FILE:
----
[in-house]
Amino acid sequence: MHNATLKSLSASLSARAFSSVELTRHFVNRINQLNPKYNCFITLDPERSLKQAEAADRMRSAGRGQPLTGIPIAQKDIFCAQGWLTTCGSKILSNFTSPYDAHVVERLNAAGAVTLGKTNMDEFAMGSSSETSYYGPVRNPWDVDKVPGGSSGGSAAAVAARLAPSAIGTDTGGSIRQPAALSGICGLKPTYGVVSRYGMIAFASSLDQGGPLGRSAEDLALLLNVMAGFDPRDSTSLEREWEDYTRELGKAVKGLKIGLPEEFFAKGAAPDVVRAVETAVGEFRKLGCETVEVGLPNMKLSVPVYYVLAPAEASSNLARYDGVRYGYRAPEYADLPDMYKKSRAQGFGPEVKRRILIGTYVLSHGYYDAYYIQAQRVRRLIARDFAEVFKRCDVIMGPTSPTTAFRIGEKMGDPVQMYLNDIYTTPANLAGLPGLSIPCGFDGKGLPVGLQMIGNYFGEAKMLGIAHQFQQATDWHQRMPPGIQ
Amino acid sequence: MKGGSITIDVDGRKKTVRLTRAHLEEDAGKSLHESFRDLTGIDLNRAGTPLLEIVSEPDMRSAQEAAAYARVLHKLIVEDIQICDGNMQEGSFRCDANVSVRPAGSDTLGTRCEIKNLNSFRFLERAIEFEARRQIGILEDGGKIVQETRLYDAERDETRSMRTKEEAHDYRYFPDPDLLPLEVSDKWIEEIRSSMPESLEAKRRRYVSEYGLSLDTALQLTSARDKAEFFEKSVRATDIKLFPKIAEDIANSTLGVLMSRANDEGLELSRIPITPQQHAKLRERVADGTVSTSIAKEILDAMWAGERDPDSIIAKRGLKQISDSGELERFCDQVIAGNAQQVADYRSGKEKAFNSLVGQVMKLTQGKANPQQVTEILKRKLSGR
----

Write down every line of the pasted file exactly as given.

[in-house]
Amino acid sequence: MHNATLKSLSASLSARAFSSVELTRHFVNRINQLNPKYNCFITLDPERSLKQAEAADRMRSAGRGQPLTGIPIAQKDIFCAQGWLTTCGSKILSNFTSPYDAHVVERLNAAGAVTLGKTNMDEFAMGSSSETSYYGPVRNPWDVDKVPGGSSGGSAAAVAARLAPSAIGTDTGGSIRQPAALSGICGLKPTYGVVSRYGMIAFASSLDQGGPLGRSAEDLALLLNVMAGFDPRDSTSLEREWEDYTRELGKAVKGLKIGLPEEFFAKGAAPDVVRAVETAVGEFRKLGCETVEVGLPNMKLSVPVYYVLAPAEASSNLARYDGVRYGYRAPEYADLPDMYKKSRAQGFGPEVKRRILIGTYVLSHGYYDAYYIQAQRVRRLIARDFAEVFKRCDVIMGPTSPTTAFRIGEKMGDPVQMYLNDIYTTPANLAGLPGLSIPCGFDGKGLPVGLQMIGNYFGEAKMLGIAHQFQQATDWHQRMPPGIQ
Amino acid sequence: MKGGSITIDVDGRKKTVRLTRAHLEEDAGKSLHESFRDLTGIDLNRAGTPLLEIVSEPDMRSAQEAAAYARVLHKLIVEDIQICDGNMQEGSFRCDANVSVRPAGSDTLGTRCEIKNLNSFRFLERAIEFEARRQIGILEDGGKIVQETRLYDAERDETRSMRTKEEAHDYRYFPDPDLLPLEVSDKWIEEIRSSMPESLEAKRRRYVSEYGLSLDTALQLTSARDKAEFFEKSVRATDIKLFPKIAEDIANSTLGVLMSRANDEGLELSRIPITPQQHAKLRERVADGTVSTSIAKEILDAMWAGERDPDSIIAKRGLKQISDSGELERFCDQVIAGNAQQVADYRSGKEKAFNSLVGQVMKLTQGKANPQQVTEILKRKLSGR